Convenience Stores Experiencing Growth In Foodservice Sales


CHICAGO — According to Technomic’s “Market Intelligence” report on convenience stores, fuel and tobacco sales may be falling, but stores are experiencing a boost in foodservice sales in the U.S.

“Convenience stores have shifted focus to provide a wider variety of fresh, high-quality food offerings to help gain a greater share of stomach and compete with restaurants,” says Tim Powell, director of Research and Consulting Services, at Chicago-based Technomic, a research firm specializing in the hospitality industry.

Convenience store foodservice — an $11-billion industry — makes up nearly 29 per cent of retail foodservice and almost two per cent of the total foodservice industry. Foodservice sales are increasingly becoming convenience stores’ most profitable segment and convenience store chains are looking for more growth. Some stores are differentiating themselves from the convenience store crowd to compete with limited-service restaurants.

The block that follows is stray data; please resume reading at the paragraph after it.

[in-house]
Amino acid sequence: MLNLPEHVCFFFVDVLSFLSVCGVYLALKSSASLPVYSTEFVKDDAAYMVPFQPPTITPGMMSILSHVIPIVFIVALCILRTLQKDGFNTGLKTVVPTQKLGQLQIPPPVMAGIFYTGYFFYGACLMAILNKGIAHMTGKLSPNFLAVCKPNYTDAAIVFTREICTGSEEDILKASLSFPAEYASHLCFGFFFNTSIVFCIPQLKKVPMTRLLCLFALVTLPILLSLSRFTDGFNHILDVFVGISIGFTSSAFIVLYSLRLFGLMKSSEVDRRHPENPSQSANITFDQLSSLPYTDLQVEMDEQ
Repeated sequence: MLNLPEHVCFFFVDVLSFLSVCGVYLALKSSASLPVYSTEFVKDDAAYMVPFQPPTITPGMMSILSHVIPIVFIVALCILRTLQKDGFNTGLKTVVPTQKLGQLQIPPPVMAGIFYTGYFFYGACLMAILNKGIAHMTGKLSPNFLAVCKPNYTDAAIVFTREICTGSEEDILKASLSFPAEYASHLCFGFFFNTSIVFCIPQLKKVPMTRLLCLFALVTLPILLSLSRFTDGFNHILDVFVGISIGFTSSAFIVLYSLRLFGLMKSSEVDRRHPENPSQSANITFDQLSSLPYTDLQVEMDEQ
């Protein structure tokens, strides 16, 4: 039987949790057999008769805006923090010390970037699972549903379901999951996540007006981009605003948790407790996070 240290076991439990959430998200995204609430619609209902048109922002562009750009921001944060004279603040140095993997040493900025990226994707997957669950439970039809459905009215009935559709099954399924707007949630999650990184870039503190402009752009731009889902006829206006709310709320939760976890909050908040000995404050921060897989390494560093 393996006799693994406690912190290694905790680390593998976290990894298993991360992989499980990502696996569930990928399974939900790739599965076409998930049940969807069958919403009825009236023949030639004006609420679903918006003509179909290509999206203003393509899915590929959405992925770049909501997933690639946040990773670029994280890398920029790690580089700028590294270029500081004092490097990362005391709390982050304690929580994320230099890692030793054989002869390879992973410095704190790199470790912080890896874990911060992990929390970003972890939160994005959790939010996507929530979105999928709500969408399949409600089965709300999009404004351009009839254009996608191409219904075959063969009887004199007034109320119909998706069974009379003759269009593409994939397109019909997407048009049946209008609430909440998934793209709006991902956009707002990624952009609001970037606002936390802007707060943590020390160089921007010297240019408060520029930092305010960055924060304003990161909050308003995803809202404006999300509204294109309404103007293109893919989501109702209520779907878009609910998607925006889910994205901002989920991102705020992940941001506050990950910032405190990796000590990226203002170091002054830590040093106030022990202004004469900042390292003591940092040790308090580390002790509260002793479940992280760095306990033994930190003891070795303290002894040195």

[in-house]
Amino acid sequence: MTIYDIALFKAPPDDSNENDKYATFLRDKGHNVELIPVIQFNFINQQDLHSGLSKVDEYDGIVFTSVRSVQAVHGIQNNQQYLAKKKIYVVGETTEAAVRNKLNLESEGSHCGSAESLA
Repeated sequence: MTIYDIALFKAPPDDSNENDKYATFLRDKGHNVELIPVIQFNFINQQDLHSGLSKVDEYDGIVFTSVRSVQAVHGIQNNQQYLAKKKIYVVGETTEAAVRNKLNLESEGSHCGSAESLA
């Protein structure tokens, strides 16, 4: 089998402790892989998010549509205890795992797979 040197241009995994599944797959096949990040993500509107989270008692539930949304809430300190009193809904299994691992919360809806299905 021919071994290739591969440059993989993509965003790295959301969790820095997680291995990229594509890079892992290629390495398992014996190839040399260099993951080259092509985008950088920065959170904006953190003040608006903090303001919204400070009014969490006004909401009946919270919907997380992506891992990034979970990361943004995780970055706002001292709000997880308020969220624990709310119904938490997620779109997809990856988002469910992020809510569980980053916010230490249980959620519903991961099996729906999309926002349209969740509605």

Report findings show: 52 per cent of consumers buy foods from prepared-food sections of convenience stores or mini-marts, compared to 37 per cent in 2010, and 22 per cent of consumers eat breakfast from a store during the week, up 10 per cent from three years ago. However, only 28 per cent of consumers give store-bought foods a satisfactory rating. During the week, one in five consumers surveyed said they purchase lunch from retail foodservices locations such as grocery stores; 17 per cent from convenience stores, and 56 per cent buy lunch from a fast-food restaurant.

Technomic’s report analyzed menus from the top 40 convenience store chains.

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